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Fridtjof Nansen and the Plight of Stateless Refugees

Roy Knocke

Nansen’s lasting legacy in the history of modern humanitarianism.

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May 2022


Fridtjof Nansen and the Plight of Stateless Refugees

Fridtjof Nansen is best known for the eponymous passport which allowed hundreds of thousands stateless refugees, including survivors of the Armenian Genocide, the ability to resettle and start anew in the aftermath of World War I. Dr. Roy Knocke considers how the renowned scientist and Arctic explorer became a central figure in addressing the colossal refugee crisis in post-war Europe, overseeing the successful repatriation of hundreds of thousands of prisoners of war amidst escalating political tensions, and received the Nobel Peace Prize in recognition of his humanitarian work. Nansen’s ideas for relief work were ahead of his time and have left a profound legacy in the history of modern humanitarianism.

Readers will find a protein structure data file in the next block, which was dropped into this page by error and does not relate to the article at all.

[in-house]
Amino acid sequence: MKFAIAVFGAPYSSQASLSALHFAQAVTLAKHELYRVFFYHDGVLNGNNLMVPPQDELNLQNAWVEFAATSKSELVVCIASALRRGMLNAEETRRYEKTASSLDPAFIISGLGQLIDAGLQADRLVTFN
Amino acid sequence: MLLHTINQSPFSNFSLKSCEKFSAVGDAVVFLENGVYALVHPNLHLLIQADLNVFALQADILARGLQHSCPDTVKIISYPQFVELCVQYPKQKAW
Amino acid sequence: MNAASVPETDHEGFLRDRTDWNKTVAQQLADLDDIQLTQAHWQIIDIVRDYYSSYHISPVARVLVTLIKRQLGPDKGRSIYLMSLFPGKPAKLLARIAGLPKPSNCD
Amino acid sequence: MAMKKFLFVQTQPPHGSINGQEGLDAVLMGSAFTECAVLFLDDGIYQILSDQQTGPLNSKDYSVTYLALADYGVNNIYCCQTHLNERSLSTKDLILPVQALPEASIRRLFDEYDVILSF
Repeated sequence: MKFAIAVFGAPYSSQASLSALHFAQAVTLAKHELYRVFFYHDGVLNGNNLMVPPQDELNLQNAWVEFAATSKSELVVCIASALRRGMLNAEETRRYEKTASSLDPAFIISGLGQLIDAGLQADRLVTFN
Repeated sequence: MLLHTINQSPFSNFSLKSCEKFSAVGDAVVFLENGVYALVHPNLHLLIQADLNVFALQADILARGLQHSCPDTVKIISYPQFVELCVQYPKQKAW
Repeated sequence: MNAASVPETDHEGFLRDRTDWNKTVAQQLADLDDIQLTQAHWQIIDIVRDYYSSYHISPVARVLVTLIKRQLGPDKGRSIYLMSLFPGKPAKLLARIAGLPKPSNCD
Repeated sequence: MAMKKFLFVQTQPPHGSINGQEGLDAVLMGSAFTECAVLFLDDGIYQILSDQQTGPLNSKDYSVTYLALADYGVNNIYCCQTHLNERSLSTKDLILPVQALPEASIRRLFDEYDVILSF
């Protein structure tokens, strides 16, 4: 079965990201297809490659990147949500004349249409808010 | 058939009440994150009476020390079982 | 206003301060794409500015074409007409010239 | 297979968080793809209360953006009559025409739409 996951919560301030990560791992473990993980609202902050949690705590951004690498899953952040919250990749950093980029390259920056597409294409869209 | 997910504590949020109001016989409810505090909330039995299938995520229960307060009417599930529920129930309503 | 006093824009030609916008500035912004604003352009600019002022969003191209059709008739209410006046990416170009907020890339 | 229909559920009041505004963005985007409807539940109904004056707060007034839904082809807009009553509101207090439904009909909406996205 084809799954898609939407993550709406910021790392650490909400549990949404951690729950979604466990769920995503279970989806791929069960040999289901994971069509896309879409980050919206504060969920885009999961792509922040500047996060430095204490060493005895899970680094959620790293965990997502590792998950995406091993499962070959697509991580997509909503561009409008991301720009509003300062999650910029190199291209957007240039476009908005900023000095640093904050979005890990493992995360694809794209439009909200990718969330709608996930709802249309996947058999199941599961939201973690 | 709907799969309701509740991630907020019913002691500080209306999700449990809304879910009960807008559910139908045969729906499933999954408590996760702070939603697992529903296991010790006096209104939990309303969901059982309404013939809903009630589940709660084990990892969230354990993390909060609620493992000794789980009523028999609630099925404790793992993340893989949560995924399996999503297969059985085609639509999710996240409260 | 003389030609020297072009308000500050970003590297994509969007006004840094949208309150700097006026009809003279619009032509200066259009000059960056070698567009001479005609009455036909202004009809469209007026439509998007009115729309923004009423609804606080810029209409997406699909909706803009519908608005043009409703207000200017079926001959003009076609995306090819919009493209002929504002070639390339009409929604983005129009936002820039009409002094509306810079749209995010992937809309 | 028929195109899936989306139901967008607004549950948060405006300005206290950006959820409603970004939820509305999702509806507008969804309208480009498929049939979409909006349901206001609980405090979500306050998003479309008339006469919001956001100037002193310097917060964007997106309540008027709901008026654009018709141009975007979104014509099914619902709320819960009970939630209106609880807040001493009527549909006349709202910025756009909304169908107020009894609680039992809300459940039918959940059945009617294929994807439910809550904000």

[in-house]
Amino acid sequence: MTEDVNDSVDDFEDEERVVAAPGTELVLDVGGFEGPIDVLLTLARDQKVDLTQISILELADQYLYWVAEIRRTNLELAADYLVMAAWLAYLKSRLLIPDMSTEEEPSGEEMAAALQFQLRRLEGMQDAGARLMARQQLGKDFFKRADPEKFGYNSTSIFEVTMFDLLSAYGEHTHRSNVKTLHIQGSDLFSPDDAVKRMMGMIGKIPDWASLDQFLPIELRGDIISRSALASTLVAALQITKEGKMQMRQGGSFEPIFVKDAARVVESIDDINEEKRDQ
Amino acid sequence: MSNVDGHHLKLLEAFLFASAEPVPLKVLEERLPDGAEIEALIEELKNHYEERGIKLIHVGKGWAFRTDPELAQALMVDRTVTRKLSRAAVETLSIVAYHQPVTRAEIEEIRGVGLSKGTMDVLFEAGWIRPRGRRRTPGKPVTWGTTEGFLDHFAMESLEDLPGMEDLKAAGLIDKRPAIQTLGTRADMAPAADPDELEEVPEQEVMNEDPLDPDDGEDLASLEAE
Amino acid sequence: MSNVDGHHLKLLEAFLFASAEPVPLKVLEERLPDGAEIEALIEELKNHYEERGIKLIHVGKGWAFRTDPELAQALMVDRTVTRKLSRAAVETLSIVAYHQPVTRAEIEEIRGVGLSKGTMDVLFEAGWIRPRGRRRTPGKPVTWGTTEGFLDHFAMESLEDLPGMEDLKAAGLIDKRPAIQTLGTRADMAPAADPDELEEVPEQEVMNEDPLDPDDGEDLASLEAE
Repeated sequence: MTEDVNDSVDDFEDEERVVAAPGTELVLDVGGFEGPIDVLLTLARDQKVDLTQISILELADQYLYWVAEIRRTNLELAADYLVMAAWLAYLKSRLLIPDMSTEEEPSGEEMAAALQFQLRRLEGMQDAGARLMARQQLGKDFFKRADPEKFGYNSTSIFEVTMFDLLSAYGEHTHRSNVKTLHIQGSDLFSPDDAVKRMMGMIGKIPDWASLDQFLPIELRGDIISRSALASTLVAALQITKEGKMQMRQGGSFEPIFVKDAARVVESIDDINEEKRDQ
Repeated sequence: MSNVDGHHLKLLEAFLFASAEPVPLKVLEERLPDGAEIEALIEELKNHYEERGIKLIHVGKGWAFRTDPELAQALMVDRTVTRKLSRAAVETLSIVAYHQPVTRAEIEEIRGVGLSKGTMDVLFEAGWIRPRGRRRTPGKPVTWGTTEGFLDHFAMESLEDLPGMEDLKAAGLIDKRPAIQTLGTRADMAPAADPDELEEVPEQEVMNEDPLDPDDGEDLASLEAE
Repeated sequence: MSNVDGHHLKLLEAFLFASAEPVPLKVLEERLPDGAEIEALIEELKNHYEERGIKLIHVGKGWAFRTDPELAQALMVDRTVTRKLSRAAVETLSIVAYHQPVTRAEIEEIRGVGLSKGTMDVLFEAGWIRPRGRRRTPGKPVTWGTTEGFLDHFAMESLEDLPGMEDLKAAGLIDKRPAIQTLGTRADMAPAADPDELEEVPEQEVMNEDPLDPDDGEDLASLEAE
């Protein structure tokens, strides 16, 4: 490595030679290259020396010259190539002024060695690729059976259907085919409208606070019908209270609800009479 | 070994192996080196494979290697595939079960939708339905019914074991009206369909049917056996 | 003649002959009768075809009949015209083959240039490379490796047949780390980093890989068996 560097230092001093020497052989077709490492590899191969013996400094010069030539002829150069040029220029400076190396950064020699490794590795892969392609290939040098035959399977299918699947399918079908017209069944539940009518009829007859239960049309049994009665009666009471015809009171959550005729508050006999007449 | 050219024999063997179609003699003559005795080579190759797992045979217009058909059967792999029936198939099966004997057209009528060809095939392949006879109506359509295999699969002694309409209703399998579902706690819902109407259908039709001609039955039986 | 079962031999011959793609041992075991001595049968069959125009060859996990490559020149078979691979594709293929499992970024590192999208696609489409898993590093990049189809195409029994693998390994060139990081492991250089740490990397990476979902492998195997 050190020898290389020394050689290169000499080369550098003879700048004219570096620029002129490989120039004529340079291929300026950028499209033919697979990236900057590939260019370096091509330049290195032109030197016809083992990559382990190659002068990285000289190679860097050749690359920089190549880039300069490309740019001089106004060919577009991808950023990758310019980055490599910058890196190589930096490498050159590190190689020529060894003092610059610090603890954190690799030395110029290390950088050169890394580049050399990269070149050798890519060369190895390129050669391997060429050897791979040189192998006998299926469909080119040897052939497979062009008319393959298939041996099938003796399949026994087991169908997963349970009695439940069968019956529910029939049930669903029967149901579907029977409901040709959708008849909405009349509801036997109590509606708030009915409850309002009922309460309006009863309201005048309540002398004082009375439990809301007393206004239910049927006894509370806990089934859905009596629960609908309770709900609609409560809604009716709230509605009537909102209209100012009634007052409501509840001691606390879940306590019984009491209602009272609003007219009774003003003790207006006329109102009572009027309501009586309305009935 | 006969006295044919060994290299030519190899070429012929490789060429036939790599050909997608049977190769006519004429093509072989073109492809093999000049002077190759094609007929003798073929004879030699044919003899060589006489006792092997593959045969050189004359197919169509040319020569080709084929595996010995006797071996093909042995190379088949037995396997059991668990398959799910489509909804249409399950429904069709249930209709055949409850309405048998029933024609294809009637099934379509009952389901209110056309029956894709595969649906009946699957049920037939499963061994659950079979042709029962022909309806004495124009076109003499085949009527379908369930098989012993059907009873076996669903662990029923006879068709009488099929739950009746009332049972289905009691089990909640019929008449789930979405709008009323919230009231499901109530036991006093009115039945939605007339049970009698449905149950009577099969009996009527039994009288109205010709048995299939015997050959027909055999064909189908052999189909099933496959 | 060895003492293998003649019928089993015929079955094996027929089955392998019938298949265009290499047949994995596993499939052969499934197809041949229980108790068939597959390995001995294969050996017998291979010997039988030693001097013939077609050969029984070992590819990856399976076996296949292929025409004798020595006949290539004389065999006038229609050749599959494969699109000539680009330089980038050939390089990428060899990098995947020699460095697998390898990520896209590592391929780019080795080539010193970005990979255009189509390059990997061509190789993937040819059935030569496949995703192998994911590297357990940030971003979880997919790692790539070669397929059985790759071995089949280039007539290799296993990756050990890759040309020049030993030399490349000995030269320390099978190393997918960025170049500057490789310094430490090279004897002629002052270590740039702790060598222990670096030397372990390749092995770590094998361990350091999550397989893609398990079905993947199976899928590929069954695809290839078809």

Dr. Roy Knocke is the director of the Potsdam Lepsius House and associate lecturer at the University of Potsdam on the history of genocide, history of humanitarianism and the moral history of extreme political violence in the 20th century. He has published works on Franz Werfel and the Armenian Genocide, and on the origins, manifestations, and aftermath of political violence in the 20th century.


Topics: Biography/Memoir Genocide History